If you have chosen the path to self managing your rental property, it is likely you have considered the pros and cons to going at it alone as opposed to hiring a property manager. Often times, this keeps investors local as the decision to self manage typically keeps their investments in areas where they are comfortable, and can get to their properties quickly should something arise.
However, it does not have to be that way. If you are a seasoned real estate investor, you know that there are opportunities in other markets that could fit your investment model, but a decision needs to be made about whether or not to self manage from a long distance.
The good news is that there are tools to help those who choose to manage from afar.
How to Manage Rental Properties Remotely
Here are a few helpful tips to consider prior to getting started.
- Get to Know the Unknown.
- The initial disadvantage is being unfamiliar with a new market. Is the property in a family neighborhood? If so, what are the schools like? What is the crime like in the area and do you need to take additional measures to protect the property during a vacancy? What are the taxes and HOA fees, and how do they impact the return on your investment. What are the trends as it relates to overall home values? What do market rents look like as compared to what you are paying for the property? This is a big one as markets can vary drastically. Does weather impact when you can rent the property? If you are investing in Minnesota, it may be tougher to find a tenant in December as opposed to July. Get to know the market by doing your research as there is more to get acquainted with when investing outside of your “home” market.
- In Case of Emergency
- Who do you call? It is likely that you have some “go to” companies in your local market should an emergency come up, or if there are standard maintenance needs required at the property. In a new market, do you know who to contact? Can you trust that their fees are reasonable and that their work is reputable? It is a good idea to have this figured out BEFORE something happens on the premises. There are online resources out there to help in this process, but you may also want to get to know some of the neighbors to see if they have any recommendations. There are also neighborhood specific sites like ‘NextDoor’ that offer localized commentary on everything from local crime blotters to the best dog walkers in the area. What is important is that while you may be physically removed from a particular locale, there are ways get familiar with the area, which is especially important when determining who you can call (and trust) should something come up. A good tool to use that has pre-qualified contractors and handymen is HomeAdvisor.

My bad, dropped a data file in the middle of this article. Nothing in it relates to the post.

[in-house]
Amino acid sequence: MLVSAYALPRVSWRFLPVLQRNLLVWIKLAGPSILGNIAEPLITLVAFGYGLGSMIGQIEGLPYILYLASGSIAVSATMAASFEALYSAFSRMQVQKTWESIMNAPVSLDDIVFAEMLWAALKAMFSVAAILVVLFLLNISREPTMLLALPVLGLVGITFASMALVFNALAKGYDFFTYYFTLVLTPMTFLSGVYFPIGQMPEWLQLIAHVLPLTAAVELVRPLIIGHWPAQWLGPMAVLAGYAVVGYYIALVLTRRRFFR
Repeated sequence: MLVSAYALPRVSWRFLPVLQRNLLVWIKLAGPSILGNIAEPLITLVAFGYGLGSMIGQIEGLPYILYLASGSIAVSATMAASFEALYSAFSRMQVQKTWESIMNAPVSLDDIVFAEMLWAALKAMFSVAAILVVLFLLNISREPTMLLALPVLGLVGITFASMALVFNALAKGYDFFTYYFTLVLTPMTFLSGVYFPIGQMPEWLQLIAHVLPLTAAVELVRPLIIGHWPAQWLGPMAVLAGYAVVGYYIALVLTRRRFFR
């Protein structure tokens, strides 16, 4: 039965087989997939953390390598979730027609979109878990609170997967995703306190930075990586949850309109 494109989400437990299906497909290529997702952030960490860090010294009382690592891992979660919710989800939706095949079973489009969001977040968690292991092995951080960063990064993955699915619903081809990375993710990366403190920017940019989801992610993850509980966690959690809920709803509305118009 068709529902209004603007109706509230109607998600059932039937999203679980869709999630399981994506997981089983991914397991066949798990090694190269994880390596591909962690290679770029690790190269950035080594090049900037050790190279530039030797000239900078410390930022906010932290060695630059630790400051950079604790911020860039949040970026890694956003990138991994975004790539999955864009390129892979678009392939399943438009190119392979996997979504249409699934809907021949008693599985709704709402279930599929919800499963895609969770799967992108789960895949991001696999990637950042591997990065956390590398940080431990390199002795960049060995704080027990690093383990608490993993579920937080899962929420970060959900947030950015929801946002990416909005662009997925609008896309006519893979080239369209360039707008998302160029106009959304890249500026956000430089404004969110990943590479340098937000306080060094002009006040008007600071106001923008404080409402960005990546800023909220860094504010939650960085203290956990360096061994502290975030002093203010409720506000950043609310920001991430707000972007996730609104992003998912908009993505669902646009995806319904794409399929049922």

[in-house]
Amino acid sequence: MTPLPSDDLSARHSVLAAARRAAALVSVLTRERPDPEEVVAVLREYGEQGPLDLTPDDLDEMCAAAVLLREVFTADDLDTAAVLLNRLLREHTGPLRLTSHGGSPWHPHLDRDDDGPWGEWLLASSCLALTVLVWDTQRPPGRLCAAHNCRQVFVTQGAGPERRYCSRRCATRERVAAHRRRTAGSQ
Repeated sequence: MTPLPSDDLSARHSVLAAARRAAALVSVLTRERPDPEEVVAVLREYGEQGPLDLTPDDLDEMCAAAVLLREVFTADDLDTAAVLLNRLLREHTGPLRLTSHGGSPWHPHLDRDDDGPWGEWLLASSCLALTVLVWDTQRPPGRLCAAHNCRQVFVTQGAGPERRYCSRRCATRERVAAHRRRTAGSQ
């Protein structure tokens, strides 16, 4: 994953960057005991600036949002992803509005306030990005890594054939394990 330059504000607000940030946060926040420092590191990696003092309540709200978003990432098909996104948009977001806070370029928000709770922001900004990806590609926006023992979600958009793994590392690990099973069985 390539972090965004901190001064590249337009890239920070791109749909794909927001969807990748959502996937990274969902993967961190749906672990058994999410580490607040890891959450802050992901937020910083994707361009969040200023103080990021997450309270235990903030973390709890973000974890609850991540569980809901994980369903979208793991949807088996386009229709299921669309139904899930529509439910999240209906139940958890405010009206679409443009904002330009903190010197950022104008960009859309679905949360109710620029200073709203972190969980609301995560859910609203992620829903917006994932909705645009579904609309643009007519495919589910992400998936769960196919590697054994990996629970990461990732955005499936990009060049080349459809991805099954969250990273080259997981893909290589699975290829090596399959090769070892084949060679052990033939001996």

- Technology is your Friend
- So you have done your research on the property and the neighborhood to ensure the investment pencils out. Hopefully you have also made a few connections to determine who to contact should an issue arise. The next step is making sure you have the technology in place to manage from afar. Putting the tools in place so the tenants can pay their rent online is an excellent start. After all, if you are doing this long distance, the option to drop it off at your house is not an option and utilizing traditional mail could severely delay when you actually receive the rent check. It may also be wise to consider a smart home security system so that the property is protected during a vacancy. This can schedule lights to be turned on/off so that the home is not dark during a vacancy, or alert you when someone has entered the property during a time when you did not have someone scheduled.
While self managing from long distance is certainly possible, you will still want to schedule time to visit the property in person. These costs should be considered when weighing income, expenses and even your taxes, but at the end of the day, it is still important for you to physically check the status of the property. Otherwise, there are simple steps that can be taken that will allow you to invest in property outside of your local comfort zone, and self managing remains an option.